Anyone who has known me long knows I was captain of the high school debate team. I can debate any subject for the sake of debate. On the other hand, in real life I don’t particularly enjoy debates whose resolution won’t change the world. And a lot of people who aren’t Christians don’t seem to enjoy the kinds of debates that Christians have become famous for.
Over the last couple of days, my blog trail email box has filled with alerts as two readers of another blog I follow have gone back and forth about evolution. At last count, they’d communicated more than 50 times in what they considered to be an important conversation about whether the earth was a few thousand years old or millions of years old.
The irony: The evolution debate responded
to a post about whether the church was irrelevant
Of course, I don’t believe that Christians or our God are irrelevant to this world. On the other hand, debates about evolution probably seem pretty irrelevant to a world that’s worrying about things like:
- Suicides among returning veterans (6,500 last year).
- High rates of illiteracy among high school students and graduates (graduation rate of 65 percent here in NC; I worked in a neighborhood where only a third of the 18-25 year olds had finished high school).
- Whether the extreme weather we’re experiencing results from human-induced environmental change.
- Global shifts in employment that are making it harder for the American middle class to regain its position post-recession. (I recently learned that an American Board-certified heart surgeon from another country is going to open up shop in the Caribbean to provide $6,000 heart surgeries.)
- The “food deserts” inner cities are experiencing because supermarkets don’t locate where large populations of poor people live.
It’s worth debating
how to solve problems God cares about
I wouldn’t mind debating about how to solve some of those issues. I’m pretty sure God cares about all of them. But I also know we find it hard to approach these topics because they are addressed through political systems. As Ross Douthat points out in his new book “Bad Religion: How We Became a Nation of Heretics,” we’ve become (as a church) political pawns of the party system. That means we can’t even think as a church about such things because we’re only “allowed” to express opinions that represent our particular church’s “acceptable” political party. So instead we debate for hours about things that prove to the culture that we and our God are irrelevant.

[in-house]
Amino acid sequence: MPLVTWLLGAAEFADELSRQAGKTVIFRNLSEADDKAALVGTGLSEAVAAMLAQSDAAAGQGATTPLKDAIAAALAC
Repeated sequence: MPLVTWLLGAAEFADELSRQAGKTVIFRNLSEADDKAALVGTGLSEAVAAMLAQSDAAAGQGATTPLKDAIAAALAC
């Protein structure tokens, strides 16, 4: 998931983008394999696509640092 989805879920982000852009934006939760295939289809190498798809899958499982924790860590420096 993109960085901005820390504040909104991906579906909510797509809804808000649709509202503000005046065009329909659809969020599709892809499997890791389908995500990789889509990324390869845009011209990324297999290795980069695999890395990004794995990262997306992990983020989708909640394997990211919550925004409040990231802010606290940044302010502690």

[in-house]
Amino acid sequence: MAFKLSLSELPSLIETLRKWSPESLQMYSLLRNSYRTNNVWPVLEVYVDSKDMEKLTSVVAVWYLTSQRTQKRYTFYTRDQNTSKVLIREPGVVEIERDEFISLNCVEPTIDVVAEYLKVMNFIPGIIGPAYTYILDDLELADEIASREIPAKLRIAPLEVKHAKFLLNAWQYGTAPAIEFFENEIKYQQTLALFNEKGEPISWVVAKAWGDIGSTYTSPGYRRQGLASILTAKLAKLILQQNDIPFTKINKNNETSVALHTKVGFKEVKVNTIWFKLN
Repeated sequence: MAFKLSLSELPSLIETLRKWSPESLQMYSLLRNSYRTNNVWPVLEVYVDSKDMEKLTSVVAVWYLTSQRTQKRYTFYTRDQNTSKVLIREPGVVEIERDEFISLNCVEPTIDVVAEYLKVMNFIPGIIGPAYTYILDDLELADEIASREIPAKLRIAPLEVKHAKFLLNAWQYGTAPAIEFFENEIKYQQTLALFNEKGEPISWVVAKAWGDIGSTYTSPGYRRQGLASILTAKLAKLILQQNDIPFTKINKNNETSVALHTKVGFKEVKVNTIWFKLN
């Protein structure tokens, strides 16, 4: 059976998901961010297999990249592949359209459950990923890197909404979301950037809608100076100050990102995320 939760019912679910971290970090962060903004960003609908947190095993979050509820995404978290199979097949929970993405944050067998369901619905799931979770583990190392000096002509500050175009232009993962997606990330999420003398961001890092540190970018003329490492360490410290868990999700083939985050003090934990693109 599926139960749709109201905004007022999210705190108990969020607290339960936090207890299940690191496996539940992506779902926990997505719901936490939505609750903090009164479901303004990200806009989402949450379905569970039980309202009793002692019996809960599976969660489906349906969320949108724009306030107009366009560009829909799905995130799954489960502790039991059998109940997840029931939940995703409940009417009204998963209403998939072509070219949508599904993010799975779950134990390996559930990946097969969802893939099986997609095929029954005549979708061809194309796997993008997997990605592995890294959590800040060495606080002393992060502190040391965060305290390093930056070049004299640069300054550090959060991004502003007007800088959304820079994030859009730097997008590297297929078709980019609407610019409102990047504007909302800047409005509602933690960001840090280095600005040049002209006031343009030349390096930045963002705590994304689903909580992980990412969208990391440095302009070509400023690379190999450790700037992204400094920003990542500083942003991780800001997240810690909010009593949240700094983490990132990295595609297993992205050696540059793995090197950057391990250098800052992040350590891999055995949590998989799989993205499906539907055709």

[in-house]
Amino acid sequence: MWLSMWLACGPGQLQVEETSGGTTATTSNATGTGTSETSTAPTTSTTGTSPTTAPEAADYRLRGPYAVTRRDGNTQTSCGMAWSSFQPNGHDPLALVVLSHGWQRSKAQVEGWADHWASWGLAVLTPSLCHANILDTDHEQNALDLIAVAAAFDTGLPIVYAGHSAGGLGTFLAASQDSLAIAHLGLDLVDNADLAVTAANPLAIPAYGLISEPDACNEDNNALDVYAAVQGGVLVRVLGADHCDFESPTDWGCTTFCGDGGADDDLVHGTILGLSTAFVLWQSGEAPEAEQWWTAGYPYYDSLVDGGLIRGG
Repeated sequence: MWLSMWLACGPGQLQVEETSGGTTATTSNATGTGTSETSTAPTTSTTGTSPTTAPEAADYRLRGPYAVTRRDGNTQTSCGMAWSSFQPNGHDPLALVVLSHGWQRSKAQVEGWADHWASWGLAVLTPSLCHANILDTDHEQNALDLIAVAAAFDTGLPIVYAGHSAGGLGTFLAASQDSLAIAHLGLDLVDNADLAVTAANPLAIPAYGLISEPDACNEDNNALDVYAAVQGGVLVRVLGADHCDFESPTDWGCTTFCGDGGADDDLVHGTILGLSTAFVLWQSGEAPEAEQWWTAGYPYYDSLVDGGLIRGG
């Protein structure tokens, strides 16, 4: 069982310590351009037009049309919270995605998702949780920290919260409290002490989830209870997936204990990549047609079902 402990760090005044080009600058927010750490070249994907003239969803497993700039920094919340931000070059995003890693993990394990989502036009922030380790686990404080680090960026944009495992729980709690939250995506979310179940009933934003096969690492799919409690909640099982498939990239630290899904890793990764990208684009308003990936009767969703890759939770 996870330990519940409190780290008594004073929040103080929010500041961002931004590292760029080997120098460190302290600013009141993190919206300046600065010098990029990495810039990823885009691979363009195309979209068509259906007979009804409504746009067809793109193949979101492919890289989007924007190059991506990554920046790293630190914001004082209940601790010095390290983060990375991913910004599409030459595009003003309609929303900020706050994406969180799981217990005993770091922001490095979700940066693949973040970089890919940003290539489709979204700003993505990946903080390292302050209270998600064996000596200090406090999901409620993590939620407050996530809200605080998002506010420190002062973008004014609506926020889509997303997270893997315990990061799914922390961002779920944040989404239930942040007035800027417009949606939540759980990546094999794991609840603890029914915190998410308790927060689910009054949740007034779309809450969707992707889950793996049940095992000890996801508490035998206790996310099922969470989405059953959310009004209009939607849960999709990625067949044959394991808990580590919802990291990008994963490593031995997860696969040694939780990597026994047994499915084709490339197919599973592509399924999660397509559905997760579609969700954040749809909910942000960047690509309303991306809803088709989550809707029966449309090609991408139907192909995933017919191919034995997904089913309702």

From my point of view, here’s the thing about our ability as humans to understand stuff: it’s really limited.
It’s worth remembering:
we don’t know as much as God does
The most common element in the earth’s crust is granite. The most common illness is the cold. As humans, we have yet to understand how granite is formed or how to cure the cold. If we can’t figure out those small creations of God, why should we assume we can figure out such large answers as how God created the entire world?
Rams have to butt heads. So I guess some Christians are going to spend a lot of time butting heads over issues of limited importance — even though God tells us not to. (“Accept the one whose faith is weak, without quarreling over disputable matters” [Romans 14:1].)
But it would do the world a great deal of good if we started obeying God, believing in our own limitations (humility), and simply attempting to do the good God has set before us (Ephesians 2:8-10). People might even start to think we are Christians because of our love.
Tim Keller: Why Is Christianity On The Decline In America (the gospel coalition blog)